Rob Owen, Creed’s Executive Development Chef, believes that while communicating where you have sourced products and ingredients on the menu is valuable, it is important to get the balance right. Ensuring that your sourcing is backed up by recognised accreditation schemes will ensure traceability too.
The Local Story
“Provenance and ingredient sourcing are hot topics in the food industry as consumers become more interested in the origin of the food they are eating and the story behind it. It’s clear that declaring a dish or an ingredient’s provenance is now entrenched in menu cycles and there is no doubt that it can add value to the offering.
“I believe though that it is important for chefs to use storytelling intelligently – an over the top dish description such as ‘Roast Cotswold white chicken from upper Kemble, Old Walls Farm purple sprouting broccoli with crushed heritage potatoes from Lincolnshire, and hand-picked Evesham asparagus veloute’ can be simplified to read ‘Cotswold white chicken, local purple spouting broccoli, heritage potatoes and asparagus veloute’. The second description still tells a story and credits the consumer with an understanding of local sourcing without being over the top.
“This also begs the question, what do we actually mean by ‘local’? If certain items can be sourced within a 30-40 mile radius of the site then that’s a positive declaration to make on the menu. But with true local suppliers, there will come a cost, as smaller bespoke units are invariably more expensive. It is best to pick a few fantastic local suppliers that have a great back story and focus on those to get your message across rather than trying to promote everyone as ‘local’.
The Importance of Traceability
“The benefit of working with a delivered food wholesaler for all your product requirements including local sourcing is that you can be assured of complete traceability. Just because meat, for example, is billed as ‘local’ or has a farm name attached to it, does not guarantee its quality and this is something of which casual dining caterers should be wary.
“Meat that carries national accreditations supplied by a butcher you trust should influence your purchasing strategies. The Red Tractor Assurance ensures full traceability back to the UK farm where the animal was reared as well as adherence to rigorous food safety guidelines. RSPCA Assured products are also UK traceable and ensure animals have received high standards of care. Quality Standard marks indicate the country of origin of both beef and lamb so meats carrying the mark have a fully assured supply chain and undergo a strict selection process to ensure quality”.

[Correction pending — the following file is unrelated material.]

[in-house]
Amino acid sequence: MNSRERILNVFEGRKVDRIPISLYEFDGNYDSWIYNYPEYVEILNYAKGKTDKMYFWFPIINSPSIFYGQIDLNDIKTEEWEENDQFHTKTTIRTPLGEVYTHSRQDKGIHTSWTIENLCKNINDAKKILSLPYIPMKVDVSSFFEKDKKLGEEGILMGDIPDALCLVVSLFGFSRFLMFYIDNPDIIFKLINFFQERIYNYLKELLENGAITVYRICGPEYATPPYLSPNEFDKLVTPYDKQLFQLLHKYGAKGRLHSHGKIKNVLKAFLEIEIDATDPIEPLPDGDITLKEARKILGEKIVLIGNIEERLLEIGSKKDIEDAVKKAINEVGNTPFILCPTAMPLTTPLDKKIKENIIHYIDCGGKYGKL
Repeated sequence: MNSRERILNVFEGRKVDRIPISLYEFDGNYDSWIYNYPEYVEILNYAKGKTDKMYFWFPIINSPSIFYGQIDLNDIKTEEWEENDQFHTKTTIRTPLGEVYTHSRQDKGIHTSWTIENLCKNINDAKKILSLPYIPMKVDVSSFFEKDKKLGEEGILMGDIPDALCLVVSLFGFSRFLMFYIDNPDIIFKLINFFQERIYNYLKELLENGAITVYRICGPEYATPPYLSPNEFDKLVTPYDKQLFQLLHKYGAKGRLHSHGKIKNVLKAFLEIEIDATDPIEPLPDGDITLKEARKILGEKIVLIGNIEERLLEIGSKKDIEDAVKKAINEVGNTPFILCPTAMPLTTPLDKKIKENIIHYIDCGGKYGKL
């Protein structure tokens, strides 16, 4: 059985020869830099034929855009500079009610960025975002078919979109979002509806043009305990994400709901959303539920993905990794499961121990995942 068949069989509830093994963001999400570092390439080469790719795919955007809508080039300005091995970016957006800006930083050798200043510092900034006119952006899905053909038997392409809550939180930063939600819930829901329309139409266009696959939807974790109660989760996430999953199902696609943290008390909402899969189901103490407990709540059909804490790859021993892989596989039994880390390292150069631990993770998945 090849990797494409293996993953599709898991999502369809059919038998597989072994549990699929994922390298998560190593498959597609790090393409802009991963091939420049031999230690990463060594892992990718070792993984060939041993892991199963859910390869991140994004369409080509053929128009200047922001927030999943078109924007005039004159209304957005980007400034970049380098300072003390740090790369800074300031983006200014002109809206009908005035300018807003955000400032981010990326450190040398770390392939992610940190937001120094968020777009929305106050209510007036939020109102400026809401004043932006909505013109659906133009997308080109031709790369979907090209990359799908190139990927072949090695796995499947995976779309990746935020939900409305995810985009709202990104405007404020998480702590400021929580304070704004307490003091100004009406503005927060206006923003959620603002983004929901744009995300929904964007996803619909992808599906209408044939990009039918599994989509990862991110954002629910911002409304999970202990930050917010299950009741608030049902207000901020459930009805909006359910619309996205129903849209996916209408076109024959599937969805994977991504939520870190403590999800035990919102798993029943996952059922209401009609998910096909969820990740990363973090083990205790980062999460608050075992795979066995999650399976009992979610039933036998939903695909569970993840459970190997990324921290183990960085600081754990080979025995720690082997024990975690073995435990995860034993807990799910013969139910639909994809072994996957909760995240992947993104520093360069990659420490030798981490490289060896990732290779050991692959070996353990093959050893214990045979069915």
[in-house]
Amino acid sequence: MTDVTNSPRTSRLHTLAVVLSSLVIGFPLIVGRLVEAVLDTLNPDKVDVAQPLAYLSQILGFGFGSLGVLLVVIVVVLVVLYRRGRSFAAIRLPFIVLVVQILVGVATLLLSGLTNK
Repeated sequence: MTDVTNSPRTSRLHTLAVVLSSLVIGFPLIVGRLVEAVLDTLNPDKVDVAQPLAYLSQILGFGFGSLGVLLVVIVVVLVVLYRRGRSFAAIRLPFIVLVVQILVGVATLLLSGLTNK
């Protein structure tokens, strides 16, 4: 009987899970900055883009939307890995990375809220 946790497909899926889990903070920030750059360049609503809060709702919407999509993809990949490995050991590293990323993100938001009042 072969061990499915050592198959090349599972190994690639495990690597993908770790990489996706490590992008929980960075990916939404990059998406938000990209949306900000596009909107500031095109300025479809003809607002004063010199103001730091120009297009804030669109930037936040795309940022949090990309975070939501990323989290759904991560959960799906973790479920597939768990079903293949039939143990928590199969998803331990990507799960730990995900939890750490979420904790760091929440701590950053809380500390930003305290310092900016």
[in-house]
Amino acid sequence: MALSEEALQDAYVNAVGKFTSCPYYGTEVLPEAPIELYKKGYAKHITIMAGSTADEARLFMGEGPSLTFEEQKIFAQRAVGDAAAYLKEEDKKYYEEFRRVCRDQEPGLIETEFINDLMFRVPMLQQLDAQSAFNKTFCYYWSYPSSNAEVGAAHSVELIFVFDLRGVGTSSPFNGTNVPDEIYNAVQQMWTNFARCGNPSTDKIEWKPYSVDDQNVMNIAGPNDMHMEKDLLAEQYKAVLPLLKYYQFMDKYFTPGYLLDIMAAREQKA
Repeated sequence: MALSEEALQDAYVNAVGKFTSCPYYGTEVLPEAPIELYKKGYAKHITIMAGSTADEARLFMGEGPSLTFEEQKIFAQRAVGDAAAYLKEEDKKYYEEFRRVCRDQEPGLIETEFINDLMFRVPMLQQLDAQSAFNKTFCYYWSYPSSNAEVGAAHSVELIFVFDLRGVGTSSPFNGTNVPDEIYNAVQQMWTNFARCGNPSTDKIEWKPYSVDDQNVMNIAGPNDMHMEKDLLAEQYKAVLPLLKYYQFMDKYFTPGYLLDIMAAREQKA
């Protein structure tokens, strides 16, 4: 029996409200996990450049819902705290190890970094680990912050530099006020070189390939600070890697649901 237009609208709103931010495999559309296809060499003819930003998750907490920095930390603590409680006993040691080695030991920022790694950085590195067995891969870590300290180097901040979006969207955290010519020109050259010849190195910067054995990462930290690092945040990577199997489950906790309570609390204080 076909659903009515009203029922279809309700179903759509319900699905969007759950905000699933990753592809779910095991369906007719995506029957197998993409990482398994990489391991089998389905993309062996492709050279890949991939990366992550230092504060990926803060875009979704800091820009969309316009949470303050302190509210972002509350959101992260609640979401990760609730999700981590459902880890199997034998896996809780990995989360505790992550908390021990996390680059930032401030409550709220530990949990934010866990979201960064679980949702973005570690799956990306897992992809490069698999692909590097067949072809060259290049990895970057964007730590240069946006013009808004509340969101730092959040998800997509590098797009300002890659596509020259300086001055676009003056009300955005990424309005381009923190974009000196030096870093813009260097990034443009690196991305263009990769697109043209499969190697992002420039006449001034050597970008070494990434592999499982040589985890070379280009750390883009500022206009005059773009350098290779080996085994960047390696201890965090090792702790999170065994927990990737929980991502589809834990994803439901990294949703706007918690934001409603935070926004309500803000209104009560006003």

“Caterers should choose a wholesaler who promotes the Food for Life Catering Supplier Accreditation from the Soil Association’s Food for Life Catering Mark Scheme which means that the wholesaler is committed to helping catering businesses improve their food quality, sourcing practices and environmental sustainability. It also means they can offer and supply products, which are accredited as organic, free range, Marine Stewardship Council (MSC), Farm Assured, Red Tractor, Fairtrade and so on.
“As far as fish and seafood are concerned, look for Marine Stewardship Council (MSC) certified sustainable seafood. The MSC is an international non-profit organisation addressing the problem of unsustainable fishing, and safeguarding seafood supplies for the future.
“The MSC’s certification and ecolabelling programme enables everybody to play a part in securing a healthy future for our oceans. Casual dining operators should choose a food wholesaler who promotes MSC certified sustainable seafood and chooses to supply seafood products displaying the blue fish label; which ensures the fish can be traced back to a sustainable source”.